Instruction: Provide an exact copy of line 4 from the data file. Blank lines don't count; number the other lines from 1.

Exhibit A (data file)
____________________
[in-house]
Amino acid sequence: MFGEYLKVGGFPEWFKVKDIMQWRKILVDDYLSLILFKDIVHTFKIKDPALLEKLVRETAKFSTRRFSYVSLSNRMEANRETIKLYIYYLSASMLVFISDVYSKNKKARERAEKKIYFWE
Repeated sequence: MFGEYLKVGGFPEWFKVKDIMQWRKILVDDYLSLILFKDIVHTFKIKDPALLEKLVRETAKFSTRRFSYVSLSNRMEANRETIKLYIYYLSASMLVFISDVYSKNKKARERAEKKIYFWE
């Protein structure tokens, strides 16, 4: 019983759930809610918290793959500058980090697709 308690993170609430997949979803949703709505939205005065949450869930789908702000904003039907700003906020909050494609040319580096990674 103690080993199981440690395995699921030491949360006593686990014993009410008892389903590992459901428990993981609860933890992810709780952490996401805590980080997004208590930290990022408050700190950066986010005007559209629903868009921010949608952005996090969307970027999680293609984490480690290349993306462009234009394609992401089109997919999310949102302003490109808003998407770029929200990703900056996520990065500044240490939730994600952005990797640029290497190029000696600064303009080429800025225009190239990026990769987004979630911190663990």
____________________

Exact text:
């Protein structure tokens, strides 16, 4: 019983759930809610918290793959500058980090697709 308690993170609430997949979803949703709505939205005065949450869930789908702000904003039907700003906020909050494609040319580096990674 103690080993199981440690395995699921030491949360006593686990014993009410008892389903590992459901428990993981609860933890992810709780952490996401805590980080997004208590930290990022408050700190950066986010005007559209629903868009921010949608952005996090969307970027999680293609984490480690290349993306462009234009394609992401089109997919999310949102302003490109808003998407770029929200990703900056996520990065500044240490939730994600952005990797640029290497190029000696600064303009080429800025225009190239990026990769987004979630911190663990």